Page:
Dealing with piano distortion on inner grooves

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Dealing with piano distortion on inner grooves

Unread postby asqus » Sun Jan 22, 2017 9:28 am

Hey all,

I'm cutting some solo piano and I've noticed that there's a fair amount of distortion when I cut to 7" (worst) or the inner grooves of a 12". Sounds perfectly clear on the outer grooves, but worse and worse as I head inwards.

I know why this is, and why piano is especially hard hit by it (sustained pure tones, rich harmonics, etc.) but I was wondering whether anyone here had some decent mastering advice to try minimise this issue? It's mostly the high notes that are affected, but I'd hate to roll them off too much. Would de-essing help?
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Re: Dealing with piano distortion on inner grooves

Unread postby TheCrates » Tue Jan 24, 2017 3:18 pm

im new here too... but i guess you will recieve more help if you tell the people which setup you use. for me, i would have no idea where to start helping you. ;) cheers, sven
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Re: Dealing with piano distortion on inner grooves

Unread postby asqus » Wed Jan 25, 2017 3:35 am

Thanks sven.

I'm using a standard T560 vinyl recorder setup, although I think the issue of cutting piano-type sounds towards the center of a record isn't limited to this setup - it's a general potential problem related to decreasing speed as you hit the inner edges of the record.
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Re: Dealing with piano distortion on inner grooves

Unread postby SpringMan » Wed Jan 25, 2017 8:49 pm

It is a well recognized problem considering the absolutely parallel groove walls from the linear tracking cutterhead vs. the increasingly inaccurate tracking from the turntable. Neumann created the TS-66H module to deal with this. In simple terms it adds second harmonic (distortion) to the cutter signal in increasing amounts towards the centre of the disc, above a certain frequency. It works really well.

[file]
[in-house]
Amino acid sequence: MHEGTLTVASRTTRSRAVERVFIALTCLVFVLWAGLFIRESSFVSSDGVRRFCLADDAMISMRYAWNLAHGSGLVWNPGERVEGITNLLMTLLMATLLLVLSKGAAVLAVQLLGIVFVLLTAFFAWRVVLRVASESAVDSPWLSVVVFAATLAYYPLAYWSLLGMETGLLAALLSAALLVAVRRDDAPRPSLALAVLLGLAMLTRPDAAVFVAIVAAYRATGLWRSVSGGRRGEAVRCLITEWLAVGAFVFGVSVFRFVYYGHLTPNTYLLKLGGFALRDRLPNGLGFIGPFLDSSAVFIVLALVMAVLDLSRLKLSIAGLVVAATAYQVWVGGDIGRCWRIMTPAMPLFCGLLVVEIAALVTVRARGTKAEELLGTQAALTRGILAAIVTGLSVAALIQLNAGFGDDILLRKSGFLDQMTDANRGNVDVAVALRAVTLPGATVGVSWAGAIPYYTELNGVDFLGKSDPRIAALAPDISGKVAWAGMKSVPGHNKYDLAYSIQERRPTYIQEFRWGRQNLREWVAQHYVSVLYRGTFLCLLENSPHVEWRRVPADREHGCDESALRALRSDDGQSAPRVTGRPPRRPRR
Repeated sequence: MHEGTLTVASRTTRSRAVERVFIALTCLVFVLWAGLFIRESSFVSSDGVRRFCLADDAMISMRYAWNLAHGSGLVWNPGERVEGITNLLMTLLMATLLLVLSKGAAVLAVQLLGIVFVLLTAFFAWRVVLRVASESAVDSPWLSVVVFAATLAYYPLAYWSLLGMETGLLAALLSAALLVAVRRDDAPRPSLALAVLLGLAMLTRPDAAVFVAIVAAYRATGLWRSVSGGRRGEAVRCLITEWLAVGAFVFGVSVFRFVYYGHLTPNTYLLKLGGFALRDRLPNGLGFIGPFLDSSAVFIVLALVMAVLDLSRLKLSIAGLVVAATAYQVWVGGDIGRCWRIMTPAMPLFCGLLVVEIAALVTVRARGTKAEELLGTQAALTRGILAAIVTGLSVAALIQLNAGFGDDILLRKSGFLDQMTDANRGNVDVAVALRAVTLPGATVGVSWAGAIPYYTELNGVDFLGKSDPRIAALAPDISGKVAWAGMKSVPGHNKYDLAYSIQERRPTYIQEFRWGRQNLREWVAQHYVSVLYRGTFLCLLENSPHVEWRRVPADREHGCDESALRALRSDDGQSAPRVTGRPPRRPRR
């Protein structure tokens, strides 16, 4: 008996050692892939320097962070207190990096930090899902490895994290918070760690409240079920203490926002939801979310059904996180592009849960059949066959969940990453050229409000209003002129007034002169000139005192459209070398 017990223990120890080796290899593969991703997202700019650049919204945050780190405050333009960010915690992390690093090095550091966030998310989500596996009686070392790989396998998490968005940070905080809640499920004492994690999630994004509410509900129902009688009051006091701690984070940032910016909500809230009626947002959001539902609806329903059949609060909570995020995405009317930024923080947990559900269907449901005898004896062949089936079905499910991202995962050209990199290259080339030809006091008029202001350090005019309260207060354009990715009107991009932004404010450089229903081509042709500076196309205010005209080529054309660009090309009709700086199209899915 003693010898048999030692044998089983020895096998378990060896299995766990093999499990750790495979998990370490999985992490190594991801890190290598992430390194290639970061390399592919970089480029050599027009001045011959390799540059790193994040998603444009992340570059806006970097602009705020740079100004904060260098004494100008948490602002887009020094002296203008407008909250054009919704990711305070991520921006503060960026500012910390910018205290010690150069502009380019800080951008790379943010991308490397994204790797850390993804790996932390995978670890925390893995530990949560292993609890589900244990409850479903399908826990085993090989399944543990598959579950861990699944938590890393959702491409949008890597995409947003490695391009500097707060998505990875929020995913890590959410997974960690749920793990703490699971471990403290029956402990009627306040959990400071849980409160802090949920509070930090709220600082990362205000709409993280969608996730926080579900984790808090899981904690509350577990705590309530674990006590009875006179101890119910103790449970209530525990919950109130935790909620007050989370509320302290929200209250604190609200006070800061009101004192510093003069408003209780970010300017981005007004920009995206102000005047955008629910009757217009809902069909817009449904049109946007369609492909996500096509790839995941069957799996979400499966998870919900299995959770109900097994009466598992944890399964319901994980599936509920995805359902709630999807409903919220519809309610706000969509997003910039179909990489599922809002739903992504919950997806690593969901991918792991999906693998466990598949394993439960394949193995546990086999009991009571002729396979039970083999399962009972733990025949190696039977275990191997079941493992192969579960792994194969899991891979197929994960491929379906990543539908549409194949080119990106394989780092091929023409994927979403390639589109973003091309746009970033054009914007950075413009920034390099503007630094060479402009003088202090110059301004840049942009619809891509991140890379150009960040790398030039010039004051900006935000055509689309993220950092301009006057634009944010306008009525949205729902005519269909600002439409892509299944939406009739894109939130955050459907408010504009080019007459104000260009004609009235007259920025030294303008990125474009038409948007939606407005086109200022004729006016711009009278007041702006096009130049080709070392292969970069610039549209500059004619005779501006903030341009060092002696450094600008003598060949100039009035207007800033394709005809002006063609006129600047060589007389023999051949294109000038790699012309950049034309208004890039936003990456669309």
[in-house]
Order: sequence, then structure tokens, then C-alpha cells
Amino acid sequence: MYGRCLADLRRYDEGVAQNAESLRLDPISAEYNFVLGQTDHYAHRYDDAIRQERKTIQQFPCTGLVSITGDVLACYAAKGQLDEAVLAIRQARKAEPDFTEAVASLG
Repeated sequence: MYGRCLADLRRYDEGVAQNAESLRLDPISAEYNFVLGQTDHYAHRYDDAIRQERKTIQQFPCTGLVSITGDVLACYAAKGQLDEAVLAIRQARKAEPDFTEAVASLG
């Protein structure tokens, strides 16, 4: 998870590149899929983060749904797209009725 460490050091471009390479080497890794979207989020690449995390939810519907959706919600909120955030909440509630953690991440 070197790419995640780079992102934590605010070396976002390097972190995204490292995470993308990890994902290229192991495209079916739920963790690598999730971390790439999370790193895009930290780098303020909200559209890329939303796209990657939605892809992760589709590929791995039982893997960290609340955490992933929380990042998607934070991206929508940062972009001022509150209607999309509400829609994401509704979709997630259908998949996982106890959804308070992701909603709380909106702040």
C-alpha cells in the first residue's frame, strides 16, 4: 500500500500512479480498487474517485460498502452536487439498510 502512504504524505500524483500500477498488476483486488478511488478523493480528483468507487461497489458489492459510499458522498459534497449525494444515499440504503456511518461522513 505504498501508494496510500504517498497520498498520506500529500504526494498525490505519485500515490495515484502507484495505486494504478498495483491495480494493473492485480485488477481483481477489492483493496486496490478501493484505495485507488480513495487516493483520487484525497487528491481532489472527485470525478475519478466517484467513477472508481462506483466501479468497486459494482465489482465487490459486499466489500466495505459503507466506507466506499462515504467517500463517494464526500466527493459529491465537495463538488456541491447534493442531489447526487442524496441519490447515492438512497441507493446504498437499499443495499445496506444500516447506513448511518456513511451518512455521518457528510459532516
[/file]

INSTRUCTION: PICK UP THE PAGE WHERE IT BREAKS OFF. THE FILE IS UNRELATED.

If you were really super keen you might be able to create a similar effect with an overdriven valve stage creating f2 ( or really accurate simulation thereof) and dial in the right amount progressively in the master. It would take a lot of research to get it right.

Alternatively, cut at 7"33 and use the greater real estate to crowd the cut to the outside. But would anybody buy it?

It would be interesting to consider whether the average degradation due to 33 would be better than the progressive degradation at 45 due to tracking error. I do know that its a mistake to cut slow grooves ( at 33 with small disc diameter) with high levels of top end because the groove lateral vs. circumferential velocity creates a groove that cannot be tracked, and hence creates inevitable (sibilant type) distortion at smaller diameters.